Technology 3 min read

Ghidra, NSA’s Software Reverse-Engineering Tool, Is Now Open Source

This open source tool could be incredibly helpful for reverse engineering malware and other harmful threats. ¦ Image via NSA

This open source tool could be incredibly helpful for reverse engineering malware and other harmful threats. ¦ Image via NSA

America’s National Security Agency, in an attempt to help out the cybersecurity community, announced that Ghidra would become open source.

During the RSA security conference in San Francisco on Tuesday, the agency demonstrated how the reverse-engineering tool works and how it’ll not only contribute to the country’s cybersecurity community, but also the world at large.

How Ghidra Works

Malware analysts and threat intelligence researchers use reverse engineering to work backward on a software – examples include a malware being used to carry out attacks. The process reveals essential information such as the capabilities of the software, where it came from, and who wrote it.

The reverse engineering process not only allows developers to check their code for weaknesses, but it also confirms that it works as intended.

The NSA developed Ghidra in the early 2000s as a reverse-engineering tool for software on the most popular operating systems. These include macOS, Windows, and Linux, as well as mobile iOS and Android. Also, users can run the Java-based toolkit on any of the desktop platforms.

Since Ghidra is modular, security professionals can customize it to suit their purpose. Using Javascript or Python, users can extend the capabilities of a specific module. But, Ghidra’s modularity also allows the NSA to hold onto modules that the agency doesn’t want public.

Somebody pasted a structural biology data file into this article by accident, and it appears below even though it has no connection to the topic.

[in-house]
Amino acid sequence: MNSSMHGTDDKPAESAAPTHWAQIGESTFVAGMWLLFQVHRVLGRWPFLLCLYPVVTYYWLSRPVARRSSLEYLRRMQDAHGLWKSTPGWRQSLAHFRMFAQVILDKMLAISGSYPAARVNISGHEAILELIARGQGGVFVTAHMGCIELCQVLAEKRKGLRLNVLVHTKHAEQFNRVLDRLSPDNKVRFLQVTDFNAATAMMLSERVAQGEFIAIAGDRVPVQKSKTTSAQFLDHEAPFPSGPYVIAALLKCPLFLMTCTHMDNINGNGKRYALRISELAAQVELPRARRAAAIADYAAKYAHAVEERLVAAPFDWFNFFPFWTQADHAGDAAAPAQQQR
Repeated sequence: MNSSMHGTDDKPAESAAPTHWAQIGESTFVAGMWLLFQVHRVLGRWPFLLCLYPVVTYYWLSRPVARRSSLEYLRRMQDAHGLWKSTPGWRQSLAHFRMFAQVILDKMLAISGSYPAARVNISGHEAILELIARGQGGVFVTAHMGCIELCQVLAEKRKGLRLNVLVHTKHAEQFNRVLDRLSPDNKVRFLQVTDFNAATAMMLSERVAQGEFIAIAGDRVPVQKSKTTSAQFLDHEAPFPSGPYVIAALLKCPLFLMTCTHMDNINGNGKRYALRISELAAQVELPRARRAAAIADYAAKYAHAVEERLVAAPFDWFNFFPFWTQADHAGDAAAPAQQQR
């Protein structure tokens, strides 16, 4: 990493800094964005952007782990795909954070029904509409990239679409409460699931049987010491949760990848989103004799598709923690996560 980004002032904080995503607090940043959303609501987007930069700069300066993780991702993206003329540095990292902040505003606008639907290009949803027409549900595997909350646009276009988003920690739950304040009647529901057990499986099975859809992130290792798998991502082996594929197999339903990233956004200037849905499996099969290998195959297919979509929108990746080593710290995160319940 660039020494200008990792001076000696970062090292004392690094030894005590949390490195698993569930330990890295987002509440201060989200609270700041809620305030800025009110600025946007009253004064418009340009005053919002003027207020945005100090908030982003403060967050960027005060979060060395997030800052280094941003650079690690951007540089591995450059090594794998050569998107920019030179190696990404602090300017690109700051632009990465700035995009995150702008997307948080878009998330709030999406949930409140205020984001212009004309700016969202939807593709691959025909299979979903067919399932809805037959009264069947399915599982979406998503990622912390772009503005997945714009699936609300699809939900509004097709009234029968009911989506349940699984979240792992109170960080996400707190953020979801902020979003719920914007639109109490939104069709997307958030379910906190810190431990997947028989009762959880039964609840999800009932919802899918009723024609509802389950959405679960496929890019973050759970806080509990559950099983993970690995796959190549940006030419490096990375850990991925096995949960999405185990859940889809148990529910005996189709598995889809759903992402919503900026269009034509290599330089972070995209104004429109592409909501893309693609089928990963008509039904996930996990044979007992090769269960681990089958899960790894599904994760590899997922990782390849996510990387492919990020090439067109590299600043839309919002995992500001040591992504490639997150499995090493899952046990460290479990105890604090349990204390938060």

As a reverse-engineering platform, Ghidra is quite impressive. It has a shared repository and version control, which comes in handy when collaborating with colleagues. There’s also a file system that allows users to view, extract, and import nested malware functions.

However, NSA security adviser Rob Joyce’s Ghidra feature is the undo-redo mechanism which allows users to explore different theories on how the code they are analyzing may act. And if the idea doesn’t pan out, the mechanism provides a convenient way to go back a few steps.

Read More: The Future of Biohacking: Implanting Malware into DNA

Joyce noted that:

“If you’ve done software reverse engineering, what you’ve found out is it’s both art and science; there’s not a hard path from the beginning to the end,”

The NSA security officer believes that releasing Ghidra to the open source community would lead to improvements in the toolkit, and the agency would eventually benefit from such an upgrade.

At the moment, users can download Ghidra from its official site.

Read More: Quantum Security: Quantum Key Distribution is the End of Malware

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Sumbo Bello

Sumbo Bello is a creative writer who enjoys creating data-driven content for news sites. In his spare time, he plays basketball and listens to Coldplay.

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